Ecologically sound forest thinning can proactively reduce drought and disease-related tree mortality. In addition to alleviating the dense forest conditions, the use of managed and prescribed fire can also strengthen trees’ defenses against bark beetle attacks.
“Restoration can be expensive, but the benefits that can be gained from this type of work will ultimately outweigh the costs,” says SNC’s Executive Officer Jim Branham. “Restoring the forests to a more resilient state can greatly alleviate these problems and offer the best protection for the future. A significant increase in the pace and scale of ecologically sound mechanical treatments, and prescribed and managed fire, needs to occur to aid these forests.”
HOW YOU CAN HELP
There are some ways residents and visitors in the Sierra Nevada can help protect their homes and the forest.
Homeowners can create a buffer zone between structures and grass, trees, shrubs, or any wild land areas that surround their property. Fire Chief Bailey says the reduction of fuels by creating defensible space in and around homes and property is the biggest help to the forests—and firefighters—when a wildfire breaks out.
CAL FIRE’s website also provides information and strategies that can help protect homes and the forests around them from large, damaging wildfires (readyforwildfire.org).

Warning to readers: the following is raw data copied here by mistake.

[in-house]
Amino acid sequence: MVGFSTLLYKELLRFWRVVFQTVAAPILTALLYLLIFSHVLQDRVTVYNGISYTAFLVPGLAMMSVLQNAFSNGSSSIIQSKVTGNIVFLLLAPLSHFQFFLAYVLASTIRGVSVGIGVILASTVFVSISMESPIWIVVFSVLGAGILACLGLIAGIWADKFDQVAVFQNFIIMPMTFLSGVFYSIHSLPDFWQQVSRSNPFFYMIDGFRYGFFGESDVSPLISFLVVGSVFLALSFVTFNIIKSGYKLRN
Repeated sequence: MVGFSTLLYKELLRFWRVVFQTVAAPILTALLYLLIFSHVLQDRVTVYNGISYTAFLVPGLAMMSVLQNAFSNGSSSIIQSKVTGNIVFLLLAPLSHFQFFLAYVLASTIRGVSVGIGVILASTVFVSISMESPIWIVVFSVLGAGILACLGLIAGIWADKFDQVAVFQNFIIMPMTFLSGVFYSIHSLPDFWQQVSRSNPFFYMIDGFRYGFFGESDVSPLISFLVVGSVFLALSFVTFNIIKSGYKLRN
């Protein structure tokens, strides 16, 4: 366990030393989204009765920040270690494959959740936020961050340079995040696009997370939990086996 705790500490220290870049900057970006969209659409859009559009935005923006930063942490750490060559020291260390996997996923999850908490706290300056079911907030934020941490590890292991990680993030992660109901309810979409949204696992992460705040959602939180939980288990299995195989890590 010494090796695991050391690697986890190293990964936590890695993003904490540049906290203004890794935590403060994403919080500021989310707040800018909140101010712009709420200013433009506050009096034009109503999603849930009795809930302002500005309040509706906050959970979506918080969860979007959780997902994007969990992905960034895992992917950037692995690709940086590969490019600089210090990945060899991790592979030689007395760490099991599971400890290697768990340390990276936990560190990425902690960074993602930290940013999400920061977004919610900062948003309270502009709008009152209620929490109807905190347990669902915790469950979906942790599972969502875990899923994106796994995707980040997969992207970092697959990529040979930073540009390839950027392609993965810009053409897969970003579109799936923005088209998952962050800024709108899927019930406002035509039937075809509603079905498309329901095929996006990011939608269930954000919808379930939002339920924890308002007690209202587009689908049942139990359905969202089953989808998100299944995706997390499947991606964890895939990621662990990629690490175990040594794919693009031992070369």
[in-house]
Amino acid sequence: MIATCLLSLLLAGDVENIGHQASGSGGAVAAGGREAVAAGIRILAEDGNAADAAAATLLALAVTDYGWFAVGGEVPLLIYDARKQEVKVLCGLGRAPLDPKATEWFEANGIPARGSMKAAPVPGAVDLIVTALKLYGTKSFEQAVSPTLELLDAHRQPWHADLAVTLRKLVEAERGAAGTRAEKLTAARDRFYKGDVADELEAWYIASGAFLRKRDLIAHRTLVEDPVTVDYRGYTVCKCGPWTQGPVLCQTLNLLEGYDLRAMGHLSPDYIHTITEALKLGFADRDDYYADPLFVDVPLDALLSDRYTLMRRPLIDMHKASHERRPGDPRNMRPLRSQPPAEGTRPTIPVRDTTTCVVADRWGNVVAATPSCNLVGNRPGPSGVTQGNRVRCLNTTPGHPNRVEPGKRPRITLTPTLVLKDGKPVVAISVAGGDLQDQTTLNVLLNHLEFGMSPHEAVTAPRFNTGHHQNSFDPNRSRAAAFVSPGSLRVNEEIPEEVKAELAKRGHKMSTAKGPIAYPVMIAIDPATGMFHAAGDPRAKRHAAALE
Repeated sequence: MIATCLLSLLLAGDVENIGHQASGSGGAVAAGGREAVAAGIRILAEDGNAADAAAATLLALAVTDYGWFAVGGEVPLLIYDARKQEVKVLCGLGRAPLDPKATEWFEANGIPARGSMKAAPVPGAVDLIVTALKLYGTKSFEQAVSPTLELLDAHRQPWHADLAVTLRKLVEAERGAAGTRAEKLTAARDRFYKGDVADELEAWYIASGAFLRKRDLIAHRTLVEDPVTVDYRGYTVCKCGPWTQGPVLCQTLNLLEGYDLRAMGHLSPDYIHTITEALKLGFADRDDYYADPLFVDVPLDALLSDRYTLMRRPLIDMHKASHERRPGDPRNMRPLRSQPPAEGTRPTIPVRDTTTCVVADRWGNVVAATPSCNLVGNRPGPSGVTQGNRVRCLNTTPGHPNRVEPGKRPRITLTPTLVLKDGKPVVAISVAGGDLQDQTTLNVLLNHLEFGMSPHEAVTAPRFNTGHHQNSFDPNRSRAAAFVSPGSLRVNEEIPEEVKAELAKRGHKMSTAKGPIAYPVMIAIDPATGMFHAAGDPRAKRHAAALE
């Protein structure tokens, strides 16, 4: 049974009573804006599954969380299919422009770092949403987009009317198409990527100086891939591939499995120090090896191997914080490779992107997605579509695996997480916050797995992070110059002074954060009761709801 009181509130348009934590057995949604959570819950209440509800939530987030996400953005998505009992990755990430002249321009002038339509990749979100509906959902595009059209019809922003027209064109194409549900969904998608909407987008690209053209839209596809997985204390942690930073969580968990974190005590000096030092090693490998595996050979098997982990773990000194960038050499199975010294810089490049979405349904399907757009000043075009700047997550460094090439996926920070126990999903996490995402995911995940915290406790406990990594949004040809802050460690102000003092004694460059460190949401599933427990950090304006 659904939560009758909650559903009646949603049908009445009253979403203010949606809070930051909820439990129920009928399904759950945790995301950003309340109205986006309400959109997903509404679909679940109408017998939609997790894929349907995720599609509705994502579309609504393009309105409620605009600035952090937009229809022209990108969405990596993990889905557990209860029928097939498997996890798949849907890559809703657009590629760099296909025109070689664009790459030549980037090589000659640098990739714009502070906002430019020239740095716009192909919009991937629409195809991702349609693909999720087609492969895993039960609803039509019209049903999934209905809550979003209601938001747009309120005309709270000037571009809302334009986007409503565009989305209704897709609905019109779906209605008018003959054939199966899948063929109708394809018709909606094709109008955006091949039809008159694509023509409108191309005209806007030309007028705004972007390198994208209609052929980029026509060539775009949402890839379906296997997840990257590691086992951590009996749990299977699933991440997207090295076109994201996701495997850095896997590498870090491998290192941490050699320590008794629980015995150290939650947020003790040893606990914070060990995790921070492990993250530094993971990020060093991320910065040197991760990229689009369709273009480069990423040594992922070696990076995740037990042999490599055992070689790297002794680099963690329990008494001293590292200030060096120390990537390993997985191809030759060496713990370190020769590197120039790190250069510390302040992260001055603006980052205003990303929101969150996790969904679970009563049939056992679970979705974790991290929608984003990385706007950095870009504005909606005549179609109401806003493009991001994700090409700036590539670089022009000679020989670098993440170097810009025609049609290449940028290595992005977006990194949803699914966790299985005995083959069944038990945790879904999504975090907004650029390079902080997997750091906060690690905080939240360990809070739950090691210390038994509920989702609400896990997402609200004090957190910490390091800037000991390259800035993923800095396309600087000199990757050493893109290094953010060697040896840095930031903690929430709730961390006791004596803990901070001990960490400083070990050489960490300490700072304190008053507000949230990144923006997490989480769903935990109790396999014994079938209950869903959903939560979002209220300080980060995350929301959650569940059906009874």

Finally, Bailey suggests that when you are out in the woods—building campfires, smoking or using off-road vehicles—it is critical to remember that many of the Sierra Nevada forests are not healthy, and are in need of restoration. He says that humans are the leading cause of wildfires, especially because of these drought conditions.
“Being mindful of the conditions when in these forests is important not just from a fire perspective, but from a tree mortality perspective,” Bailey says. “Trees are weak, branches are coming down, tops are coming out and trees are falling on their own, especially when there is any kind of wind conditions near or around a standing dead tree. It is important for visitors and property owners to be aware of any hazards associated with these weakened and drought-stressed trees.”